The Yogic View of Consciousness 20: Networks of the Mind


YVC 20 cvr-4Memories in both the brain and mind are organized in nested hierarchical networks. This all seems rather conventional and boring until we start to inquire about how these memory structures link to our consciousness. What we find is we have not left the Looking Glass at all, but only gone deeper into it.

Contents for The Yogic View of Consciousness:

Intro Ch 1 Ch 2 Ch 3 Ch 4 Ch 5 Ch 6 Ch7 Ch 8
Ch 9 Ch 10 Ch 11 Ch 12 Ch 13 Ch 14 Ch 15 Ch 16 Ch 17
Ch 18 Ch 19 Ch 20 Ch 21 Ch 22 Ch 23 Ch 24 Ch 25 Ch 26
Ch 27 Ch 28 Ch 29 Ch 30 Ch 31 Ch 32 Ch 33


We’re now exploring the Cave of Consciousness. The last chapter introduced the idea that our conscious behavior is molded by unconscious factors operating at many levels. Our body, brain, past experiences, and socially-programmed behaviors are obvious contributors. Buried under these, however, is the rest of the universe. Leibniz was essentially correct about everything reflecting everything else. In Kaivalya this is all goodness and light. In Manifestation it is so disguised in a most abstract fashion as to become hidden in what the West has come to recognize as the “unconscious mind”. Yoga calls the hidden stuff samskaras. We’re still not quite ready to discuss Freud, Jung and samskaras yet; we’ll get to that next time.

We’re building a picture about the unconscious mind in stages. The previous chapter talked about how most of what the brain does is unconscious. In this chapter we link the unconscious to memory. The structures of the unconscious mind are memories. We now discuss the structure and function of memory. Memories form networks in our minds. These networks act like invisible screens, sieves, and filters through which are projected our conscious perceptions, thoughts, emotions, and actions.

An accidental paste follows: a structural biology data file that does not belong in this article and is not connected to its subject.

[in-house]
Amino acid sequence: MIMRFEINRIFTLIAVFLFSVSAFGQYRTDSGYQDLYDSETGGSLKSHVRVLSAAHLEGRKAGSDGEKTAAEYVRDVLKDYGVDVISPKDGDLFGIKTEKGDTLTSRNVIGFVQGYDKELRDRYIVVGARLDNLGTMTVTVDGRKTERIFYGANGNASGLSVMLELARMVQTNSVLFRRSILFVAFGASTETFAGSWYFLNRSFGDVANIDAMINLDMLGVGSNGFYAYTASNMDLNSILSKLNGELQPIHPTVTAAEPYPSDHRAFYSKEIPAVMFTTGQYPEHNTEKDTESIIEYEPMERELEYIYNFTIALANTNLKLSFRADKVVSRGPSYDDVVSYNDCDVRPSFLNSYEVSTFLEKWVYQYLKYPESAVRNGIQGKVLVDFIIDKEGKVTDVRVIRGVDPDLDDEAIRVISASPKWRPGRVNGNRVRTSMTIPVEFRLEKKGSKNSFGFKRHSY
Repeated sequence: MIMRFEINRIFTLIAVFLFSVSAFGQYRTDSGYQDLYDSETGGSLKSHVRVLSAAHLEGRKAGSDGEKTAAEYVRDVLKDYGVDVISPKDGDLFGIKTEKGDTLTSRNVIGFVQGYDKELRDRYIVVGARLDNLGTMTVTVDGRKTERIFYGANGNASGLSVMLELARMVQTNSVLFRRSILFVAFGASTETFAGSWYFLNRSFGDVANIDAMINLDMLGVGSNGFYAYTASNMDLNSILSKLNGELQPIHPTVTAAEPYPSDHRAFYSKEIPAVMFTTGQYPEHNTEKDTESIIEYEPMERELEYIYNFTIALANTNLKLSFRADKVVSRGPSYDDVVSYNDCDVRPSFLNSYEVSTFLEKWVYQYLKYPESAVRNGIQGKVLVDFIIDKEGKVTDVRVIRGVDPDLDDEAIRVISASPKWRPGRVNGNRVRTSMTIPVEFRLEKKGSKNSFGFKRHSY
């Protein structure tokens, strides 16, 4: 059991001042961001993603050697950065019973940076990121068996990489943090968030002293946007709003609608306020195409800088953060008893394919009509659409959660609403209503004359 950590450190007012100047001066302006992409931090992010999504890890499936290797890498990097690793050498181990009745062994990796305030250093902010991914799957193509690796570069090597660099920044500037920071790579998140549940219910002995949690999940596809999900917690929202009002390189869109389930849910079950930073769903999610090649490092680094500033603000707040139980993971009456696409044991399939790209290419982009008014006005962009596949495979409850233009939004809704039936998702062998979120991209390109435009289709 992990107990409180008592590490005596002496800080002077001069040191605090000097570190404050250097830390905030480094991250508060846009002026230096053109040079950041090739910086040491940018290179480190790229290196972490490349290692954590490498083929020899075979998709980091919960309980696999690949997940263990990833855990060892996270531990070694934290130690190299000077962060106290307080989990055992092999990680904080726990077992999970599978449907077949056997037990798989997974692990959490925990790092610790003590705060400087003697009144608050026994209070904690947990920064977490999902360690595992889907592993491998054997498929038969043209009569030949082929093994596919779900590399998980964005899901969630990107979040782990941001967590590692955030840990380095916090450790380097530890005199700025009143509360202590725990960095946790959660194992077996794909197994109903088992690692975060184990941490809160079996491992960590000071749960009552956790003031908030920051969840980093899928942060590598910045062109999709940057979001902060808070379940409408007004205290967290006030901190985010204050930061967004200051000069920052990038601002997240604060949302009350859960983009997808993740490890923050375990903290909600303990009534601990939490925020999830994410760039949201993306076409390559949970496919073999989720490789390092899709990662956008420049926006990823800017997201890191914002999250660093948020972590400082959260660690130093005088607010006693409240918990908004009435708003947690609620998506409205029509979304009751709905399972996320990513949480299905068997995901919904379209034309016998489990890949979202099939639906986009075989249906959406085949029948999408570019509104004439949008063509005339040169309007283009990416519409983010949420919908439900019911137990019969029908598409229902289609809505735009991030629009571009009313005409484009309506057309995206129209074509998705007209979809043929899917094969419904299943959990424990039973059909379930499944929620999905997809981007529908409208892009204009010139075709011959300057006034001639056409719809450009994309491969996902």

The Neuroscience of Memory
Last time, Bernard Baars’ book The Cognitive Theory of Consciousness was introduced. This book constructs a theory of the mind called the Global Workspace theory. It is a very nice theory, but I have no intention of going into all of it here (reads Baars book if you want to learn the theory). There is, however, a key aspect of the theory relevant to the present discussion. Baars introduces an idea he terms “contexts”. By this he is referring to higher order memory patterns found in the mind. Baars’ idea explains the structure and function of memories and how they unconsciously affect conscious experience. Before getting to Baars’ idea, it is helpful to first discuss the current understanding of memory in the neurosciences. memory1There are three types of memory commonly recognized in the neurosciences. These have been discovered through a combination of psychology studies, neurology studies of brain‑damage people, and animal experiments. A quick summary is the following:

Declarative memories. These are our memories of things we know (called semantic memories) and of our past experiences (called episodic memories). They are formed in the brain by a structure called the hippocampus, in association with other brain regions in the medial temporal lobe. They are called “declarative” because we can declare them by talking about them. However, any animal with a hippocampus has declarative memories, but only humans can express such memories using speech. Damage to the hippocampus prevents formation of new declarative memories. Declarative memories are stored in the cerebral cortex, in those parts responsible for the associated function. That is, visual memories are stored in visual cortex, language memories are stored in Wernicke’s area, and so on. Destruction of cortex leads to loss of these memories giving rise to conditions called in neurology agnosias, aphasias, and so on.